The kernel entropy pool provides unpredictable secrets via the /dev/urandom device for applications doing cryptography, Monte Carlo simulations, etc. To provide unpredictable secrets, the kernel observes various physical hardware devices attached to it and combines the individually low-entropy observations into a high-entropy pool. Sources include

and various others.

Currently, the observations are put into a single global queue, and then mixed with an ad-hoc array of 128 linear feedback shift registers, which is hashed with SHA-1 to produce outputs. There are two problems with this:

  1. The single global queue is a point of contention for gathering observations: every disk seek, every network packet, every page fault must acquire a global lock to enter data into the global queue for processing.

  2. The cryptographic construction of the pool -- array of 128 linear feedback shift registers fed into SHA-1 -- is ad hoc, has never been analyzed by a cryptographer, and uses questionable components.

Using a queue instead of entering into the pool directly reduces the latency of each operation, but the contention over a single global resource remains, and as computers become more parallel, the cost of that contention grows. Entering entropy should be cheap; extracting entropy can be expensive because once you have a single 256-bit unpredictable secret, you can efficiently expand that into an arbitrarily long unpredictable secret.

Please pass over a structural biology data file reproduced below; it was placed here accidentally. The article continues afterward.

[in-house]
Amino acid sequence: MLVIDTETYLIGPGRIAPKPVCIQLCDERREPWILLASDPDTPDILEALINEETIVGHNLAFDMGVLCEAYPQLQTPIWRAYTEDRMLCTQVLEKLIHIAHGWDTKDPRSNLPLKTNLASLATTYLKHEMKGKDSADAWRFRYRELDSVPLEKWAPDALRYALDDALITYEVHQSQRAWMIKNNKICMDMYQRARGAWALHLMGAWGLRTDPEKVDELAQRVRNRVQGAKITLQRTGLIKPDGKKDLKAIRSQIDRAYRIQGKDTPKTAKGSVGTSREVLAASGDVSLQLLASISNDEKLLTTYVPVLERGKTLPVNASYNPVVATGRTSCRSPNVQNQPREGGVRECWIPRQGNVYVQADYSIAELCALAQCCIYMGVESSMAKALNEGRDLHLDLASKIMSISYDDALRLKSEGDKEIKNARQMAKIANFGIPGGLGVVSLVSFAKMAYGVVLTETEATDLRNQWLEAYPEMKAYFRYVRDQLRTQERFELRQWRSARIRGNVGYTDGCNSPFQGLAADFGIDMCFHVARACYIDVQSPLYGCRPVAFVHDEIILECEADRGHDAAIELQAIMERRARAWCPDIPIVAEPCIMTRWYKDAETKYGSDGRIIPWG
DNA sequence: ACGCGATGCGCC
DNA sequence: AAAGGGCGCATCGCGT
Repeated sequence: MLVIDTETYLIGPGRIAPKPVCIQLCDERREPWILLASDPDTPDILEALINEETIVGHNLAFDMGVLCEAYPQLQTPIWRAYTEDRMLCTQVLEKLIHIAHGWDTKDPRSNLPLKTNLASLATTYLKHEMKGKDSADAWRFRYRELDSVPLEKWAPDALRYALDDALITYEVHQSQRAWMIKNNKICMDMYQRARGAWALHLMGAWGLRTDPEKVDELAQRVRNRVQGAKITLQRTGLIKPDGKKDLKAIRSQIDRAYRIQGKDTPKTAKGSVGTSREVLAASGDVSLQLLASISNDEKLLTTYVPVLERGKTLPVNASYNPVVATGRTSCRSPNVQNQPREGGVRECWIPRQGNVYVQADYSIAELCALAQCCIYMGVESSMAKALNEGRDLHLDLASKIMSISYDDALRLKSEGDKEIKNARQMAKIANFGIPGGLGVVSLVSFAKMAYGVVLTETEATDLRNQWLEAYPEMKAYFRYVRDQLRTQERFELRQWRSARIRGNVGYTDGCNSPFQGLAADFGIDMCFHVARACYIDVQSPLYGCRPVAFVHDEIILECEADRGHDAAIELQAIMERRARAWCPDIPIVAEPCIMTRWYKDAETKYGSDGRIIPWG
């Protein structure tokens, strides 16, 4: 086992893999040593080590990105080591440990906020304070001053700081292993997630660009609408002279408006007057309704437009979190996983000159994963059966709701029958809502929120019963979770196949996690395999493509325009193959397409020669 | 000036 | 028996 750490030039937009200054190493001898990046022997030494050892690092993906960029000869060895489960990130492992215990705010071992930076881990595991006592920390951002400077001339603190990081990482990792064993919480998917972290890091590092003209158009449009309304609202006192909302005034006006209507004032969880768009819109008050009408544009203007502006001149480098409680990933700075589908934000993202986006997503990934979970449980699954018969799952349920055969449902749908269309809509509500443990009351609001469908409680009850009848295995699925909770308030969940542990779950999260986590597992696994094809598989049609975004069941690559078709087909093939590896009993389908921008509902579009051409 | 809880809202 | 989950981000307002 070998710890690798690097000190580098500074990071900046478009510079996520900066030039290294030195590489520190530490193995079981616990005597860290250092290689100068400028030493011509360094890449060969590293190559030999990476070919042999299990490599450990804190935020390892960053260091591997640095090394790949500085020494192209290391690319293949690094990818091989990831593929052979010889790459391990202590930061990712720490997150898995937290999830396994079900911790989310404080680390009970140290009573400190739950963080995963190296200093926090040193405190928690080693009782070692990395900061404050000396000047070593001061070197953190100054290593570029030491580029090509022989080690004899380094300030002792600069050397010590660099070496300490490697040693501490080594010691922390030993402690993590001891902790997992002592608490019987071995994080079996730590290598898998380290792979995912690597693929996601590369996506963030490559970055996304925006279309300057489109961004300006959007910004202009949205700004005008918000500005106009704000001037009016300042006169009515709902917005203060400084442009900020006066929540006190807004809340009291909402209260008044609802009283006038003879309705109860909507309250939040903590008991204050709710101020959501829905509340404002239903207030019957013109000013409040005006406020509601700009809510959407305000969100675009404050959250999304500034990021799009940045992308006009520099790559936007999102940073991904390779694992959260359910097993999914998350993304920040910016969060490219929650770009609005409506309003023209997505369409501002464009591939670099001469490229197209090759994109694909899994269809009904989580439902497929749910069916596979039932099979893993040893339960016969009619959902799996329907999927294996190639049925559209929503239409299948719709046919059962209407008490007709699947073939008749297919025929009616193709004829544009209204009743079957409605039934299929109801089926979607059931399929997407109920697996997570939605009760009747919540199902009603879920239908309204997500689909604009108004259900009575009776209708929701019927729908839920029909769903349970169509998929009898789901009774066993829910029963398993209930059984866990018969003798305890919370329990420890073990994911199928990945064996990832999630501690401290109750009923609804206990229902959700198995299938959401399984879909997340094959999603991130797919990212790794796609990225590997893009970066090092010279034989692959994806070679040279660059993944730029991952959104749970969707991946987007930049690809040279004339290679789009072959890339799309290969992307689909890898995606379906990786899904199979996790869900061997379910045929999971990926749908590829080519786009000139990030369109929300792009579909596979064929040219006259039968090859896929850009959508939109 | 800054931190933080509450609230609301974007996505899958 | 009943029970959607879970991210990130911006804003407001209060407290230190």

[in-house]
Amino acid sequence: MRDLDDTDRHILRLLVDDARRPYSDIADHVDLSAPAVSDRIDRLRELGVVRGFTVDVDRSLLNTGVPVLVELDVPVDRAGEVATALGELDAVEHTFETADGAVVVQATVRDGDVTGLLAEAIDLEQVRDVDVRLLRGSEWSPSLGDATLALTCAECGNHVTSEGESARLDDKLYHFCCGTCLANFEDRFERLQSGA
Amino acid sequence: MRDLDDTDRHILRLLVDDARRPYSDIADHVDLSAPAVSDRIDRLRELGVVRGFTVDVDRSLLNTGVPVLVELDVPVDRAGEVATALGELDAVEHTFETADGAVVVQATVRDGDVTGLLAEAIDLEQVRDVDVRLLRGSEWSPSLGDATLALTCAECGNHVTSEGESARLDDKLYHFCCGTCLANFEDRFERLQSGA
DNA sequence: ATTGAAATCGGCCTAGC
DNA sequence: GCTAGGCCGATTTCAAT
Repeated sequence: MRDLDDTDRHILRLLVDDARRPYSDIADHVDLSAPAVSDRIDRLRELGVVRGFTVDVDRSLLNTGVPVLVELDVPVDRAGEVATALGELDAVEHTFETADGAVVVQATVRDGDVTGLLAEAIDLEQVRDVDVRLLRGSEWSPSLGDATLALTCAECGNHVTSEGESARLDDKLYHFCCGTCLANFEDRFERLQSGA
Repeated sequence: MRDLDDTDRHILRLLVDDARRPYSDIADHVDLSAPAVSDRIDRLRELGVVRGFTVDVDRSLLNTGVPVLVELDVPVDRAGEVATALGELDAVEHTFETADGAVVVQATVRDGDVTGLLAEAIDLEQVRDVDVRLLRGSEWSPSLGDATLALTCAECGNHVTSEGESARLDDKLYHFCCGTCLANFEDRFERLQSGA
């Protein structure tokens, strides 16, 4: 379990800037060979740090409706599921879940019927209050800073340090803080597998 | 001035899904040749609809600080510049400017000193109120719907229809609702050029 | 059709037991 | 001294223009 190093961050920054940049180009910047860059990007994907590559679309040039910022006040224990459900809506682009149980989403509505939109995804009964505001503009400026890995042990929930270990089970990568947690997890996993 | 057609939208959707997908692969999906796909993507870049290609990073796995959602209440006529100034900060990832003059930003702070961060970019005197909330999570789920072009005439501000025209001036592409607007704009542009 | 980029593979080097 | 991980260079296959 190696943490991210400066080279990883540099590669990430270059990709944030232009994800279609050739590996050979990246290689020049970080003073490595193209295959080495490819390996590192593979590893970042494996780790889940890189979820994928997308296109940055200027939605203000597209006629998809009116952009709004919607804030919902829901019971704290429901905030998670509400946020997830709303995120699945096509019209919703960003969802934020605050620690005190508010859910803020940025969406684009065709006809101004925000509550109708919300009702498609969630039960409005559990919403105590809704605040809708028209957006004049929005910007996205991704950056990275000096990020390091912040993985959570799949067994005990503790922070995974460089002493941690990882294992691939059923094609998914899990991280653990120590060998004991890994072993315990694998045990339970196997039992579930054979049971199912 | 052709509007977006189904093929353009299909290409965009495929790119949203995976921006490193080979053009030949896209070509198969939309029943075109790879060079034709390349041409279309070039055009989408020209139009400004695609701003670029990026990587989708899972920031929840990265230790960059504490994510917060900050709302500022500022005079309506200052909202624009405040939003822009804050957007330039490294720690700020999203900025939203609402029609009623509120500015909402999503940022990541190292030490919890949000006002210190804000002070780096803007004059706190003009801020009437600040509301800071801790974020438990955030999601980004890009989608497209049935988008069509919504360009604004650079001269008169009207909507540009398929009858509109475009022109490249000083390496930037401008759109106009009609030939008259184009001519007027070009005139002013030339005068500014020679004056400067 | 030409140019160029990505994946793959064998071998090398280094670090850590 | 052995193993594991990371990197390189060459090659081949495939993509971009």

The entropy pool should be replaced by a per-CPU collection of Keccak sponges, the primitive inside SHA-3. Entering data into the poolcan be a matter of xoring into a buffer on the local CPU, and occasionally permuting the 1600-bit state; extracting data from the pool requires a CPU cross-call to extract data from all the per-CPU pools.

This project has an untested draft to start with. Subtle issues in the project include avoiding deadlocks in the protocols for gathering entropy on demand and waking readers waiting for entropy before the system has gathered enough.

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